Oh, we're stretching this so far it could snap. But today is "Twosday", the last time for over a thousand years when we'll have AW WHO AM I KIDDING THIS IS COMPLETE BUNK!
This is because someone on the internet happened to notice that today has an exceptional number of twos when using numeric dates. Which in of itself is kind of cool. What's not cool? It's a PALINDROME! And an AMIBIGRAM!
And it's 100% bullshit.
Look, date formatting around the world is pretty messed up. Because of colonialism, the International Organization for Standardization, and the rise of computerization (hence the need to accurately determine a consistent date/time format), we've got seven order styles combined with three different "ends". That's no small task on a regular day to keep straight, especially if you (like me) regularly find yourself having to reprocess date information. And some of that date information really makes one's head hurt, when you realize that Canada uses two different date formats, mostly because English uses a colonial-derived format, and French uses ISO 8601:
- English: February 22, 2022 (or numerically: 02-22-2022)
- French: 22 février 2022 (numerically: 22-02-2022); I still don't understand why French uses lowercase letters for month names
And that's just Canada! Once we start digging into the world, we start seeing all kinds of variations, some where we start with Year, some starting with Month, and some starting with the Day. (Nevermind that sometimes we also chuck in the name of the day just to make things more verbose.) Mathematically, we have six potential options for our date arrangements, but we only end up with three variations, with the most mobile components being Day and Year; Month is relegated to the first and second positions only, never the third.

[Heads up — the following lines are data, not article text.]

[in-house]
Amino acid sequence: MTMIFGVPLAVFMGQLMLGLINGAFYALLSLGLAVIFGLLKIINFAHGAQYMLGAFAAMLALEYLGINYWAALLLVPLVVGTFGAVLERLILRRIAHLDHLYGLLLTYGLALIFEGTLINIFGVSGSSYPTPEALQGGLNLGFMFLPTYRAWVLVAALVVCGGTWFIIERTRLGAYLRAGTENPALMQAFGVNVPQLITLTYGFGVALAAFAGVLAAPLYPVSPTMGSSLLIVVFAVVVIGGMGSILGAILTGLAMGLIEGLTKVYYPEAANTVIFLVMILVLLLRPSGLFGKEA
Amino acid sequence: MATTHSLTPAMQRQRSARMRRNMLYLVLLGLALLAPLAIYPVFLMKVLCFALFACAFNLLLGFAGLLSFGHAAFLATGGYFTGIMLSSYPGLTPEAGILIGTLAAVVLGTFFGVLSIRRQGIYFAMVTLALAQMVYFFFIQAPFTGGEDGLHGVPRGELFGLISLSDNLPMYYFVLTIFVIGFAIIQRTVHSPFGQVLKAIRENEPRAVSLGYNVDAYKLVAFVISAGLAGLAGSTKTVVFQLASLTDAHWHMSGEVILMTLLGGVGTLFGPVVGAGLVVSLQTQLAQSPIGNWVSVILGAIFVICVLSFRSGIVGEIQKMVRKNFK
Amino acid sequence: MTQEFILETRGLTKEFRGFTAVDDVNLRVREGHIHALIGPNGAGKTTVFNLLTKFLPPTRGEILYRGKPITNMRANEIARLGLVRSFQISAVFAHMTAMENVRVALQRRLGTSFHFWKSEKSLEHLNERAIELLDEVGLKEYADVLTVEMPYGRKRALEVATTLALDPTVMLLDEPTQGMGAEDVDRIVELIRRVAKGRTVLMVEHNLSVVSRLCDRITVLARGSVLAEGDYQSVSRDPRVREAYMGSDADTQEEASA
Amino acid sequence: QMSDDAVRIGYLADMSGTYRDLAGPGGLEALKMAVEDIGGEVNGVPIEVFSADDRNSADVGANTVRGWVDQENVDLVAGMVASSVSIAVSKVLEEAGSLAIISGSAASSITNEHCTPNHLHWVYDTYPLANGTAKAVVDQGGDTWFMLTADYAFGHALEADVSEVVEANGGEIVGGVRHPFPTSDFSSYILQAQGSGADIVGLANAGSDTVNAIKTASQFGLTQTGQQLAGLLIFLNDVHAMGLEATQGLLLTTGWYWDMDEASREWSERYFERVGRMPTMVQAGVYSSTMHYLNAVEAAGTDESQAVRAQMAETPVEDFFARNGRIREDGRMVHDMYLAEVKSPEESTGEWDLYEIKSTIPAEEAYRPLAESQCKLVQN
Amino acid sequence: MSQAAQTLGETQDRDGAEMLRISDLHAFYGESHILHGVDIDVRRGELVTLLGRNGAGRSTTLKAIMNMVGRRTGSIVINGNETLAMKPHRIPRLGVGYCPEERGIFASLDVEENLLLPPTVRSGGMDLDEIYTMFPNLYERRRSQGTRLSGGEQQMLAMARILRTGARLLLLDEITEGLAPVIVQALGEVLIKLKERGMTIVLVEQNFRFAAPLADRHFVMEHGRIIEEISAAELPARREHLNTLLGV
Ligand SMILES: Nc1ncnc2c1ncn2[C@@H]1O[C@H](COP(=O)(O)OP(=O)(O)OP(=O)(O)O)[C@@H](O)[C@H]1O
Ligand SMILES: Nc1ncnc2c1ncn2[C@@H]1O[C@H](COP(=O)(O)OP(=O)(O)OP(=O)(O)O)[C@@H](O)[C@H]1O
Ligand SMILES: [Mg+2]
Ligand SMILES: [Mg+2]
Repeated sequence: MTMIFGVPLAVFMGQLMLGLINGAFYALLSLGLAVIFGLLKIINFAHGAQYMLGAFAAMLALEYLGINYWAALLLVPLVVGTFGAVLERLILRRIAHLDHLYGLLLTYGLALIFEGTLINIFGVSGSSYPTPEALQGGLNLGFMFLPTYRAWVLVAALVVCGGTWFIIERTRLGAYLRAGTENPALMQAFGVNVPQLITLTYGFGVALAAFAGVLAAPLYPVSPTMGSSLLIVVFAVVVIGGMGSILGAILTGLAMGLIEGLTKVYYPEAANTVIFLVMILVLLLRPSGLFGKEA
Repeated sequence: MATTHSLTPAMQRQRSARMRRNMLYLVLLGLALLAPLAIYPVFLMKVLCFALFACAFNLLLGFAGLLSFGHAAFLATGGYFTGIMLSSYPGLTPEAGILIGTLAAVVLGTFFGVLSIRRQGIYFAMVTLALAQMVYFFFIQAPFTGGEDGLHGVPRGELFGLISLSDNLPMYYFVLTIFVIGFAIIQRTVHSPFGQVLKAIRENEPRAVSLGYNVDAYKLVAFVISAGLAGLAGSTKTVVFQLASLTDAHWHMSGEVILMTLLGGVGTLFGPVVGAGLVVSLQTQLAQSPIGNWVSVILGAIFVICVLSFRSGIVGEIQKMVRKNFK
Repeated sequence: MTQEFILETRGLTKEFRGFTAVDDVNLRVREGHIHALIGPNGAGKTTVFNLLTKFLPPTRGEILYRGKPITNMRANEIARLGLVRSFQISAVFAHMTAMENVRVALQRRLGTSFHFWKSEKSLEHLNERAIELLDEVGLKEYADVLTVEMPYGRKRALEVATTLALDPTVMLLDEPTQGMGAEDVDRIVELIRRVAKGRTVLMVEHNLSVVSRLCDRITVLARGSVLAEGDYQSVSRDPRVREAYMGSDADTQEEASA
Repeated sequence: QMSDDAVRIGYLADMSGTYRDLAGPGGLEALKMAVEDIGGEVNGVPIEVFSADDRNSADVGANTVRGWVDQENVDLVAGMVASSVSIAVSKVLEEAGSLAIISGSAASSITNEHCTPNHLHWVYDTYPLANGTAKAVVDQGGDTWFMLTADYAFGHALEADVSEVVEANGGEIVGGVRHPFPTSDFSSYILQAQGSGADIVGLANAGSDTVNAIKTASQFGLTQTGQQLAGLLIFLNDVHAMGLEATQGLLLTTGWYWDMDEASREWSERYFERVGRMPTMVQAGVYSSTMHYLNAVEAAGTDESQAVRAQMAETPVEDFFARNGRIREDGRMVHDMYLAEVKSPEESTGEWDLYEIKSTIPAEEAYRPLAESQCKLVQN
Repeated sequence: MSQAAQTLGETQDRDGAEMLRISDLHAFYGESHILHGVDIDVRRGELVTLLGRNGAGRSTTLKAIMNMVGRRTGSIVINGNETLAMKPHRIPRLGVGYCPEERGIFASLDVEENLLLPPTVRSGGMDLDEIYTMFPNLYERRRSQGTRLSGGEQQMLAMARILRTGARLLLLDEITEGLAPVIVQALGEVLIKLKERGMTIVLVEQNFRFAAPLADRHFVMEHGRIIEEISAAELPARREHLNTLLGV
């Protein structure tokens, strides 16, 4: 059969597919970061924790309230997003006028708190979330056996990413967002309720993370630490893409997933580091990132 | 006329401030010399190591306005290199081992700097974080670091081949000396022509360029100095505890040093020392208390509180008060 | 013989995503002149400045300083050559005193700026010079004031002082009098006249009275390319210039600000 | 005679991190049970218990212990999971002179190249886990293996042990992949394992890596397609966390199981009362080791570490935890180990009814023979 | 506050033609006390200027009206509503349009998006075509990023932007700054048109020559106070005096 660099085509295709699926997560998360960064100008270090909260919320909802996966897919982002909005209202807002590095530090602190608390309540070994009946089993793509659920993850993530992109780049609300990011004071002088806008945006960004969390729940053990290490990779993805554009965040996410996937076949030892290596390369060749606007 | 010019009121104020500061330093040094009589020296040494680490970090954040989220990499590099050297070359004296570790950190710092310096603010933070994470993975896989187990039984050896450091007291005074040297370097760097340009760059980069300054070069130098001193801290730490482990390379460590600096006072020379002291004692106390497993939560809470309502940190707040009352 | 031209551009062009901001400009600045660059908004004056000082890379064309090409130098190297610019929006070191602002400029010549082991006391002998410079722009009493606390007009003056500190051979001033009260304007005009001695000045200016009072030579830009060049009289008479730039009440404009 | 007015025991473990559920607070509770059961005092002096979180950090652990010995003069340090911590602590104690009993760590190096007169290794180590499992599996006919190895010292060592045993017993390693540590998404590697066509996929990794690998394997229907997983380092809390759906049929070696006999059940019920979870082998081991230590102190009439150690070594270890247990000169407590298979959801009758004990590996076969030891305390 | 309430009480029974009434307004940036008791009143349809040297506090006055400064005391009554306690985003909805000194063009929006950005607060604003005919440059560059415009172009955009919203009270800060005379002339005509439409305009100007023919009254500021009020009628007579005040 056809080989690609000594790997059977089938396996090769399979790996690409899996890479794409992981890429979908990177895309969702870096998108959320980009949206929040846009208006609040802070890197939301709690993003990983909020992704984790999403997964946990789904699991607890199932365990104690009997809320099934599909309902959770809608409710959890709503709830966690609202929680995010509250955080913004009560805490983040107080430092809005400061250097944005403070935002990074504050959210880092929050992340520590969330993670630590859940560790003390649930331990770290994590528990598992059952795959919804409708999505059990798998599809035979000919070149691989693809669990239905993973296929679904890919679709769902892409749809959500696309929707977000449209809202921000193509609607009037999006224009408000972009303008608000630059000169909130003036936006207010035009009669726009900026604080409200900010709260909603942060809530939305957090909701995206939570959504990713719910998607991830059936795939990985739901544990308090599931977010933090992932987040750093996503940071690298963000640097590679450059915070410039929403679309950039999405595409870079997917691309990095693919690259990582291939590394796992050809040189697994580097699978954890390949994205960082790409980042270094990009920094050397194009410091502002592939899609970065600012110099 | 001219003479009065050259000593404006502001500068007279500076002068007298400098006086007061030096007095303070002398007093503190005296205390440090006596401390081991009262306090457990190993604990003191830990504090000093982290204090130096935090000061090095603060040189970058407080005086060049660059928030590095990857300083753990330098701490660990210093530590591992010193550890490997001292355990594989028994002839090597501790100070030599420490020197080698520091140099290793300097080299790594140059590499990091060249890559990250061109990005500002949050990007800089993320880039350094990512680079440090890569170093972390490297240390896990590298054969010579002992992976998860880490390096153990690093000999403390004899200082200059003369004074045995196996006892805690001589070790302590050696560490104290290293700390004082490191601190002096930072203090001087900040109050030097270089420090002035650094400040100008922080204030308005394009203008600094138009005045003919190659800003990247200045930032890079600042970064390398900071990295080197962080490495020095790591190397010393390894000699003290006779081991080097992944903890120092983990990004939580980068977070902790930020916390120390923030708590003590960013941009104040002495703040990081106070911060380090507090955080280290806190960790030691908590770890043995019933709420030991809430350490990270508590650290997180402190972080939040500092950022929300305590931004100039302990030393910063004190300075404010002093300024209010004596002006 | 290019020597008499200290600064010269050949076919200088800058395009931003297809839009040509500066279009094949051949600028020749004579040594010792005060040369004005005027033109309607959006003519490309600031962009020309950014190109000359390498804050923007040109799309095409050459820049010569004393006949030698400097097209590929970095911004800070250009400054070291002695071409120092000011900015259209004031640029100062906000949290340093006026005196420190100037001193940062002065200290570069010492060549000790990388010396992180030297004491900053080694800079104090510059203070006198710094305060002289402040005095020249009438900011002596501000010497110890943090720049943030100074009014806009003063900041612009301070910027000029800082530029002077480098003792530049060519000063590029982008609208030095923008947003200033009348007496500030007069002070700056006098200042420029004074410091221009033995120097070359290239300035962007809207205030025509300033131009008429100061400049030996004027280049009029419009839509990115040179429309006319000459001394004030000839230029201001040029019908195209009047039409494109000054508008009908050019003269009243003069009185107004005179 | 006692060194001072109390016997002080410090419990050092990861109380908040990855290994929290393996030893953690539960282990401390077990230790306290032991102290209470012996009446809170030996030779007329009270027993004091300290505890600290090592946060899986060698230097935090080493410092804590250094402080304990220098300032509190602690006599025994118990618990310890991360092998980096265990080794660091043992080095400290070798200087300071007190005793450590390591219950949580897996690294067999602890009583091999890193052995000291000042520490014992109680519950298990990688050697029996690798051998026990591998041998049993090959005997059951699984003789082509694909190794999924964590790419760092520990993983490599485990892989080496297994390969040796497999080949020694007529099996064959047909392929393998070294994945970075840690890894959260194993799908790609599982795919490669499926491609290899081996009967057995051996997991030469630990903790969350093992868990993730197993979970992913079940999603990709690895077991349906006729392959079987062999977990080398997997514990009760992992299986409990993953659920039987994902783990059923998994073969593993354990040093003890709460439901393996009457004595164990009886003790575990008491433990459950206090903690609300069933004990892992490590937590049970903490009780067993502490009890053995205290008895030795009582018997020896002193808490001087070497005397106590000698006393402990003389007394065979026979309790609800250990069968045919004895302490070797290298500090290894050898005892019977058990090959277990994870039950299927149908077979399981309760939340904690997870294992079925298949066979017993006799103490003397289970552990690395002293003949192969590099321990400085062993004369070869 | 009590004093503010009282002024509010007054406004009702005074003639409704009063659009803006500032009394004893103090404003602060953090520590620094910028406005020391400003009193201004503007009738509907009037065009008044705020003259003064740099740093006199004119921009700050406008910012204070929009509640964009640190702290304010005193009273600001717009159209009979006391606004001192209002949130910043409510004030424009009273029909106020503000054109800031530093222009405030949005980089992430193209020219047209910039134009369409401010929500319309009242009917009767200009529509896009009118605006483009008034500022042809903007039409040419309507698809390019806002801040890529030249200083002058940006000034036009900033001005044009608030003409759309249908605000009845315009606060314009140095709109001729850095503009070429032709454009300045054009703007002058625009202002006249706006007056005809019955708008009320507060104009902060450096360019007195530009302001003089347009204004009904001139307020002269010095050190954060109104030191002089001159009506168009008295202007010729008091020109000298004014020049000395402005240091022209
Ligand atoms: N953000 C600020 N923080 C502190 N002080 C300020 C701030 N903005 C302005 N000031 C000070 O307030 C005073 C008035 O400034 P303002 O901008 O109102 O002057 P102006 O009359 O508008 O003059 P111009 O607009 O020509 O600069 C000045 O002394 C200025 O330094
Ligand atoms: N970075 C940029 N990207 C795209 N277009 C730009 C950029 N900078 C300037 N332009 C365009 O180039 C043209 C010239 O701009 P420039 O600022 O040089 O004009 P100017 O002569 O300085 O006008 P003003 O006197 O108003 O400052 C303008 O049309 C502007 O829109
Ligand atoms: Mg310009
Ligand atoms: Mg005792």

Which brings me back to the bullshit. 20222202? Today's numeric date? It's never used -- anywhere -- to denote dates. That format would be Year, Day, Month -- one of the variations left off the table. From a numerical stance, it's kind of a "whatever" result; however, if you think of it as "22 2022 February" or "2022 22 February", you realize how ridiculous it sounds to put the Year (a very infrequently-changing value) next to the Day (the most frequently-changing value, if you don't include the time). This is why the ISO 8601 format exists, to eliminate the differences and keep things simple:
YEAR MONTH DAY (and time, which ISO 8601 also covers, but I'm ignoring here)
Which would make today's date 20220222, which still has a lot of twos, but it doesn't read the same backwards (that would be on the 20th day of a mythical 22nd month, in the year 2220).
And the ambigram? (Which reads the same when upside down and backwards.) Even if you ignored the date format, you could only get away with this if you used an LCD font, where the 2 and the 5 are mirror images of each other. If you use a regular font, like the one you see here, you'd only hedgingly agree that it's ambigram.
But hey, it's for the number nerds, right? The ones who love seeing 11:11 or 4:20 every day? Yeah, sure okay, but this seems like too far a stretch. Just to make an ordinary day special.
Though, hey, it's been two years of a pandemic. We're almost into Year 3. And ... well ... actually, we could use a bit of special. Even if seems forced. Because it gives us something other than the same drudgery, the same feeling of being trapped in the ennui.
So, actually, y'know what, the heck with it -- Happy Twosday, everyone! It'll be the last on a(n English) Tuesday (22 February 2222 will be a Friday, assuming the same calendar is in use by then).